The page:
Why get hair transplants?
A hair transplant generally involves taking healthy hair and placing it in an area on the scalp with noticeable hair loss.
When someone experiences hair loss, he or she might suffer from decreased self esteem. A hair transplant can potentially help increase self confidence. You should keep in mind that a hair transplant will not create new hair.
Both men and women experience hair loss. It's generally associated with age and genetics, although that's not the case in all hair loss.
What happens when you get hair transplants?
Before your transplant, your doctor will assess how much hair loss you've had, how much hair is available for the transplant and the quality of that hair, how much hair you will potentially lose in the future, the color contrast of the transplanted hair and the body wave of your hair.
You and your doctor will discuss what pattern would work best for your hair transplant. You should discuss with your doctor what your expectations should be for the transplant. Also, it's important to understand how much the procedure will cost and whether you can anticipate wanting additional hair transplants.
The technique each doctor uses will vary from practice to practice. Some doctors use what's known as follicular unit grafts.
During a follicular unit graft procedure, you will most likely be awake for your hair transplant. The doctor will use an anesthetic to numb the area where he or she is working.
To start the transplant, your doctor will take a strip of hair from the back of your head. This area of your head generally has healthy hair that hasn't been affected by dihydrotestosterone, a hormone that can cause hair to deteriorate. This means that hair transplanted from this area shouldn't be affected by the hormone that likely caused you to lose hair in the first place.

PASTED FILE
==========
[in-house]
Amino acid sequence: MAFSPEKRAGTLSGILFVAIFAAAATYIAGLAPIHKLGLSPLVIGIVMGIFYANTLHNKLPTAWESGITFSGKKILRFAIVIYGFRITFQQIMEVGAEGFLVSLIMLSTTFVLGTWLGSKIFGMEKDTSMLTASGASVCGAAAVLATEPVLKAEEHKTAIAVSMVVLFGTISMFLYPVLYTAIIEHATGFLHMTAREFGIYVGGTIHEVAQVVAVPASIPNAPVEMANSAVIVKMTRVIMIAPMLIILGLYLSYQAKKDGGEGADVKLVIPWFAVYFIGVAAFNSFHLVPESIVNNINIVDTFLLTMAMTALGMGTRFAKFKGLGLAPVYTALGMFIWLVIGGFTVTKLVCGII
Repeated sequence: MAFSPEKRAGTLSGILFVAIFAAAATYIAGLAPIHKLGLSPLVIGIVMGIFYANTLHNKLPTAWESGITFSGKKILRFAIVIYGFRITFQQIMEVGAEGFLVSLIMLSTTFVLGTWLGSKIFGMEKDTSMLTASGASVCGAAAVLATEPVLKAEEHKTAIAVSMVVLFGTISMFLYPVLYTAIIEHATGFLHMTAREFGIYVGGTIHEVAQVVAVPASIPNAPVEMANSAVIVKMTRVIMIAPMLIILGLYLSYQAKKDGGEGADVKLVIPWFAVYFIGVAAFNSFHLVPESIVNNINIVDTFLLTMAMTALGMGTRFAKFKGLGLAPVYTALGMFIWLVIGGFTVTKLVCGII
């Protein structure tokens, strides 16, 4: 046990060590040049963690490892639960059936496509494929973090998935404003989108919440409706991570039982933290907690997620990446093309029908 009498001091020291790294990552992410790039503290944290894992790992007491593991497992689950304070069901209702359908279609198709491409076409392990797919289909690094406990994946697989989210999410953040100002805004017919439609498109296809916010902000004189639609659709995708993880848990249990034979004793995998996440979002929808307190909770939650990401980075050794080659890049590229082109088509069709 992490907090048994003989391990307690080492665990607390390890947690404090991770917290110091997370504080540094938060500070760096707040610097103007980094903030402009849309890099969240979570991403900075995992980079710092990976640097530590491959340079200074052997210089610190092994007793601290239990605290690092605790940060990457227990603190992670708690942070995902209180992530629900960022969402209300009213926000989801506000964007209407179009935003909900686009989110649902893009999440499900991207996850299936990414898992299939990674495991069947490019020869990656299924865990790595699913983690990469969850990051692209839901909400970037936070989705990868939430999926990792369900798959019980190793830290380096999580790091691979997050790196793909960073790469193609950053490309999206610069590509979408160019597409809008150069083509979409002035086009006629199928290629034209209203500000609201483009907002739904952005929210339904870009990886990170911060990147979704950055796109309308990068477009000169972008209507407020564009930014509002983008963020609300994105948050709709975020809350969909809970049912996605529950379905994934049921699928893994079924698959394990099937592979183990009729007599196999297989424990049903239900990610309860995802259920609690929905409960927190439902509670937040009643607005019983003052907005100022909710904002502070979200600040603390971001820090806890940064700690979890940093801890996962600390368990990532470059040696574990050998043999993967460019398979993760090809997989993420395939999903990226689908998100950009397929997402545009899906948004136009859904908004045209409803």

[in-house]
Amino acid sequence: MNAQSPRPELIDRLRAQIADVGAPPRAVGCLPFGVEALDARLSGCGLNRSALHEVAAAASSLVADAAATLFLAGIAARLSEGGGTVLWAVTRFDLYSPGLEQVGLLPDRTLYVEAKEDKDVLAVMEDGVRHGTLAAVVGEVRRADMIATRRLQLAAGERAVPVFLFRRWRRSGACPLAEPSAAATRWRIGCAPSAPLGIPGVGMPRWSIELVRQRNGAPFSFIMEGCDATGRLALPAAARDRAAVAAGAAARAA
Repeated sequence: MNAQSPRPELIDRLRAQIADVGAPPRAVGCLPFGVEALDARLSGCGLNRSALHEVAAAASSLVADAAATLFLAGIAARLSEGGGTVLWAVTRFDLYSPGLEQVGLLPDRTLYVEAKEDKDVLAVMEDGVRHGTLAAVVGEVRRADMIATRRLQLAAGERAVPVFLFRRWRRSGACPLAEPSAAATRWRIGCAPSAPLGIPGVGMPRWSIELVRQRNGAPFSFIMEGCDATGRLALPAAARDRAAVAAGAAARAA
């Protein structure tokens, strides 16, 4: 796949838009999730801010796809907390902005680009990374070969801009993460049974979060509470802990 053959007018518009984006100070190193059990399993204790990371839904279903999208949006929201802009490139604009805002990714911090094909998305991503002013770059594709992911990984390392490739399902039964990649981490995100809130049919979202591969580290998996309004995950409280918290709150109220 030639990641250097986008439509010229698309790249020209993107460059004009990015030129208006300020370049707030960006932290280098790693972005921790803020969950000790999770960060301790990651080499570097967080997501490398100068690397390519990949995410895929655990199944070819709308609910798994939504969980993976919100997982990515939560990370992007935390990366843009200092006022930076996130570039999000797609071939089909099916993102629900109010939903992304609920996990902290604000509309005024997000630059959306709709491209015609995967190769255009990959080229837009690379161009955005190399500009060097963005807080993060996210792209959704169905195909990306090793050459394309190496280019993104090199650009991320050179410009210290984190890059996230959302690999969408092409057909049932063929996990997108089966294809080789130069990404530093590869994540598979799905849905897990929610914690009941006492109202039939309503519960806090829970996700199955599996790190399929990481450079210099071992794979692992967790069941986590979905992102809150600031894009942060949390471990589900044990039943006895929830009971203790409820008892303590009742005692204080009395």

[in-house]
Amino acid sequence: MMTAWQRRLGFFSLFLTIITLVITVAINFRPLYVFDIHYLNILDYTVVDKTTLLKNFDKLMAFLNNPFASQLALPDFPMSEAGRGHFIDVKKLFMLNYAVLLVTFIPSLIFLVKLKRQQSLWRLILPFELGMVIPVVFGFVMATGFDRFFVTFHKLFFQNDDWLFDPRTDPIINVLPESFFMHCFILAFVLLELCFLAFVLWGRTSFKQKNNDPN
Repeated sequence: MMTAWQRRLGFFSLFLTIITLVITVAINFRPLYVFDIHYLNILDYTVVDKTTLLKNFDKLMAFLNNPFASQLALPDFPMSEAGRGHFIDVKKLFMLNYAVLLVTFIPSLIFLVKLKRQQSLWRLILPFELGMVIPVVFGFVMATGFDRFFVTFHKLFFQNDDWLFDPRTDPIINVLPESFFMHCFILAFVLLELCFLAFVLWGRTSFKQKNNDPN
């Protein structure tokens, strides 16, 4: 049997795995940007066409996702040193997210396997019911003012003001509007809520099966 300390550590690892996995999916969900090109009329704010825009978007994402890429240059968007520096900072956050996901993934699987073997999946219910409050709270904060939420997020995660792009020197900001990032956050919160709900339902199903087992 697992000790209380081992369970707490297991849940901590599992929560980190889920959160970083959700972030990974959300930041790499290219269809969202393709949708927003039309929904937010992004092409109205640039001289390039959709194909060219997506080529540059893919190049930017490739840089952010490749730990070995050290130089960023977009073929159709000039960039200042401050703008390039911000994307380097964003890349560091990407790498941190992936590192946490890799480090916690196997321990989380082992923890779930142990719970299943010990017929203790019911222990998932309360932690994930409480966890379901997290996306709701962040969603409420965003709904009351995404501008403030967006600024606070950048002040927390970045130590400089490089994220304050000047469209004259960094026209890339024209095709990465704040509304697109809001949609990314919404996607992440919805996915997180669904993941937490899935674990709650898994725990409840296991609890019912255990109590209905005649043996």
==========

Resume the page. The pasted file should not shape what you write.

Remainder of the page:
The doctor will stitch the back of your head where the donor site is back together to ensure the best healing. Next, the doctor will place the strip of hair under a microscope and divide it into hair grafts. These grafts are made up of one to three follicle units.
The doctor will create small puncture sites where the hair grafts will be placed. The goal is for the grafts to be placed in a pattern that will mimic your natural hairline.
The transplanted hair will likely fall out, but the follicles that were transplanted will stay. You should see results in a few months. About a year after your transplant, you should see significant results.
On average, hair transplant recipients receive about 1,500 grafts, which factors out to between 3,500 and 4,000 follicles. The surgery will take about four hours.
Does it hurt?
During the procedure, you should only feel slight, if any, pain. Pain will vary from patient to patient and depending on which hair transplant procedure you choose.
After the procedure, the area where the hair was taken will probably be sore for a few days.
What are the risk factors?
With any surgery, there's a risk of bleeding and infection.
Patients who undergo a hair transplant also run the risk of scarring and unnatural looking hair growth. Your risk of side effects is lowered if you are not a smoker and are in good health.
You might experience oozing from the graft sites, but that should disappear within a few days.
What's the recovery time?
Your recovery time will depend on how many grafts you receive and how much hair loss you had to begin with.
If you had significant hair loss, your hair transplant might be less conspicuous than someone who has more hair to hide the redness from the transplant.
The sutures that were placed in the hair transplant site will likely be taken out within 10 days of your surgery.
What's the follow-up?
Whether you need another hair transplant is up to you. Some people might want to have another. This decision will depend on your hair loss, the amount of hair you have to transplant and how much you would like to spend on the procedure.
Sources: Oklahoma City plastic surgeon Dr. Tim Love, National Institutes of Health, The Mayo Clinic.